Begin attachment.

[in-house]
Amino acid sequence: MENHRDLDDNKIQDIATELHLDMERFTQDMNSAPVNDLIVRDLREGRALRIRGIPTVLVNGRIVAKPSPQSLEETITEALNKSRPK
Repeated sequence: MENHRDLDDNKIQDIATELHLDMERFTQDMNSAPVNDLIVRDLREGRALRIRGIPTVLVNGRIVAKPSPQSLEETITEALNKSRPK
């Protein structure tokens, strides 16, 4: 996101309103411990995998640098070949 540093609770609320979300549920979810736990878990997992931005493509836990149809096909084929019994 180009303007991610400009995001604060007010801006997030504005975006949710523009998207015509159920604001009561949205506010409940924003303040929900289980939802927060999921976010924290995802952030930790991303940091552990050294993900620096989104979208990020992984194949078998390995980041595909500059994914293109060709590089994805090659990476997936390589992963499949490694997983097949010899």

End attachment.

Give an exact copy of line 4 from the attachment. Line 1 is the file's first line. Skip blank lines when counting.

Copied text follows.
């Protein structure tokens, strides 16, 4: 996101309103411990995998640098070949 540093609770609320979300549920979810736990878990997992931005493509836990149809096909084929019994 180009303007991610400009995001604060007010801006997030504005975006949710523009998207015509159920604001009561949205506010409940924003303040929900289980939802927060999921976010924290995802952030930790991303940091552990050294993900620096989104979208990020992984194949078998390995980041595909500059994914293109060709590089994805090659990476997936390589992963499949490694997983097949010899």